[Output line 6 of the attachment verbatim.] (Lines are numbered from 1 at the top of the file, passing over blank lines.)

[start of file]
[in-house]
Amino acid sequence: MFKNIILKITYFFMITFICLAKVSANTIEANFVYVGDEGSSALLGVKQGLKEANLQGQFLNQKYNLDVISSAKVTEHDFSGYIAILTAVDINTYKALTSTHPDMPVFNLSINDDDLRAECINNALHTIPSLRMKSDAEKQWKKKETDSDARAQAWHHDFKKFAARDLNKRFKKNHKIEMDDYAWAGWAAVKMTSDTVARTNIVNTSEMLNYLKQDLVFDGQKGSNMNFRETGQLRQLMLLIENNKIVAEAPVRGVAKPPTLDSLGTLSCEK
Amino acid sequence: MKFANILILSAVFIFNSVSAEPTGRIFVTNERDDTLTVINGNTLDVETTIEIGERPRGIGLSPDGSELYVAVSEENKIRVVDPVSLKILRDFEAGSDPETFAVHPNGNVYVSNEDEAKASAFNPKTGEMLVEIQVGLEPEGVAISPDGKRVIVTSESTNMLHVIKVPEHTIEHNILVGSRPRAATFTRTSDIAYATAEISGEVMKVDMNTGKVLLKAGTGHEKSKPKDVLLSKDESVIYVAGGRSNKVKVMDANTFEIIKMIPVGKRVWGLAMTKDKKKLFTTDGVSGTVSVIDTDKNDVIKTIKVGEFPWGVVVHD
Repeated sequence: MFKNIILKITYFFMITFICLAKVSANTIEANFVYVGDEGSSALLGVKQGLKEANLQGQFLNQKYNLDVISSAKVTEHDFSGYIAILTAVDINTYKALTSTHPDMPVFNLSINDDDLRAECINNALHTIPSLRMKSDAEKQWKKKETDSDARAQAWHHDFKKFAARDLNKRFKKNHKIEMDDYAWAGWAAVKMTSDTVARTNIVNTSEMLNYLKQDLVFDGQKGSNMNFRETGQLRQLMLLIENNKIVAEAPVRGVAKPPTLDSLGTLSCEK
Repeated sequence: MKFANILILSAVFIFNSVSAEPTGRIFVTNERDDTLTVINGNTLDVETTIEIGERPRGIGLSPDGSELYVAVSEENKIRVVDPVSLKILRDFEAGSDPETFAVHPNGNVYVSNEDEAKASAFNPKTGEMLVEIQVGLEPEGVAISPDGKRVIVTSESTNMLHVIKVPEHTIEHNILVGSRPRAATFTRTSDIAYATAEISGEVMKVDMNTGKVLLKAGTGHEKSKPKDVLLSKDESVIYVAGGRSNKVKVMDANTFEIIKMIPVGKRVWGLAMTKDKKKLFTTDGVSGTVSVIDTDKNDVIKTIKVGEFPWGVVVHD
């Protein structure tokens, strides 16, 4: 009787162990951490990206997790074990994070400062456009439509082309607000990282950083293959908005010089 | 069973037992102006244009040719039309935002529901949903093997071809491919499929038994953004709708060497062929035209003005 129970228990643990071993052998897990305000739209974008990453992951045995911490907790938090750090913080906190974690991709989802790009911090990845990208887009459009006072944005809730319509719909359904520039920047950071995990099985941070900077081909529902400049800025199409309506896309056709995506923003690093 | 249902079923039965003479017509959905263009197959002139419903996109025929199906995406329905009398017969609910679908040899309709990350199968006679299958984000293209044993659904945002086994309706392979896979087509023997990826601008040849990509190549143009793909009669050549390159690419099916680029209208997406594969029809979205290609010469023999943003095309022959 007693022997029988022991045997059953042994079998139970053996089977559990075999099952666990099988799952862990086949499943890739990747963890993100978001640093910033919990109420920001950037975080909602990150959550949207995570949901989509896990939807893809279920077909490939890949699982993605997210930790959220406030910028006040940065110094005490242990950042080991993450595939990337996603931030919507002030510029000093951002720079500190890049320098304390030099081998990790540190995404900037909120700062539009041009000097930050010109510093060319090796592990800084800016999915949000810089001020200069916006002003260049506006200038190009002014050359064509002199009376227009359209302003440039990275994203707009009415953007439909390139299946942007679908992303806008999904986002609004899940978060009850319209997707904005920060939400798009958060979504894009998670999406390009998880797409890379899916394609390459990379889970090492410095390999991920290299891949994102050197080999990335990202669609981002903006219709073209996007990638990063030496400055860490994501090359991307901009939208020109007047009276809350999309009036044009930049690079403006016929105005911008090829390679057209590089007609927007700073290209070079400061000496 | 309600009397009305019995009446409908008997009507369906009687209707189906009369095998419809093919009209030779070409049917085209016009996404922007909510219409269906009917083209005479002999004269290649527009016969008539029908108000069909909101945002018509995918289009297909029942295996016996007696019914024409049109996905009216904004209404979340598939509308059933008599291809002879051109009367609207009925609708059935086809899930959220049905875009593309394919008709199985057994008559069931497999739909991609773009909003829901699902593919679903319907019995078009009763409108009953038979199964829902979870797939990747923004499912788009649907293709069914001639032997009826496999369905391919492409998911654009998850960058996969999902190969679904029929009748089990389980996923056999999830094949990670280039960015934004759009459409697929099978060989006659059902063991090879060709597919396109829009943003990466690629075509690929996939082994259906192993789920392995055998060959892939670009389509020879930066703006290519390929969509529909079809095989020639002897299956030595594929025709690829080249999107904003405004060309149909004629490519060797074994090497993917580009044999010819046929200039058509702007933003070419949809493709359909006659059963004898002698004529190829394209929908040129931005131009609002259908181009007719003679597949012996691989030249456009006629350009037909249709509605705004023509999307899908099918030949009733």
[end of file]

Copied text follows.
């Protein structure tokens, strides 16, 4: 009787162990951490990206997790074990994070400062456009439509082309607000990282950083293959908005010089 | 069973037992102006244009040719039309935002529901949903093997071809491919499929038994953004709708060497062929035209003005 129970228990643990071993052998897990305000739209974008990453992951045995911490907790938090750090913080906190974690991709989802790009911090990845990208887009459009006072944005809730319509719909359904520039920047950071995990099985941070900077081909529902400049800025199409309506896309056709995506923003690093 | 249902079923039965003479017509959905263009197959002139419903996109025929199906995406329905009398017969609910679908040899309709990350199968006679299958984000293209044993659904945002086994309706392979896979087509023997990826601008040849990509190549143009793909009669050549390159690419099916680029209208997406594969029809979205290609010469023999943003095309022959 007693022997029988022991045997059953042994079998139970053996089977559990075999099952666990099988799952862990086949499943890739990747963890993100978001640093910033919990109420920001950037975080909602990150959550949207995570949901989509896990939807893809279920077909490939890949699982993605997210930790959220406030910028006040940065110094005490242990950042080991993450595939990337996603931030919507002030510029000093951002720079500190890049320098304390030099081998990790540190995404900037909120700062539009041009000097930050010109510093060319090796592990800084800016999915949000810089001020200069916006002003260049506006200038190009002014050359064509002199009376227009359209302003440039990275994203707009009415953007439909390139299946942007679908992303806008999904986002609004899940978060009850319209997707904005920060939400798009958060979504894009998670999406390009998880797409890379899916394609390459990379889970090492410095390999991920290299891949994102050197080999990335990202669609981002903006219709073209996007990638990063030496400055860490994501090359991307901009939208020109007047009276809350999309009036044009930049690079403006016929105005911008090829390679057209590089007609927007700073290209070079400061000496 | 309600009397009305019995009446409908008997009507369906009687209707189906009369095998419809093919009209030779070409049917085209016009996404922007909510219409269906009917083209005479002999004269290649527009016969008539029908108000069909909101945002018509995918289009297909029942295996016996007696019914024409049109996905009216904004209404979340598939509308059933008599291809002879051109009367609207009925609708059935086809899930959220049905875009593309394919008709199985057994008559069931497999739909991609773009909003829901699902593919679903319907019995078009009763409108009953038979199964829902979870797939990747923004499912788009649907293709069914001639032997009826496999369905391919492409998911654009998850960058996969999902190969679904029929009748089990389980996923056999999830094949990670280039960015934004759009459409697929099978060989006659059902063991090879060709597919396109829009943003990466690629075509690929996939082994259906192993789920392995055998060959892939670009389509020879930066703006290519390929969509529909079809095989020639002897299956030595594929025709690829080249999107904003405004060309149909004629490519060797074994090497993917580009044999010819046929200039058509702007933003070419949809493709359909006659059963004898002698004529190829394209929908040129931005131009609002259908181009007719003679597949012996691989030249456009006629350009037909249709509605705004023509999307899908099918030949009733």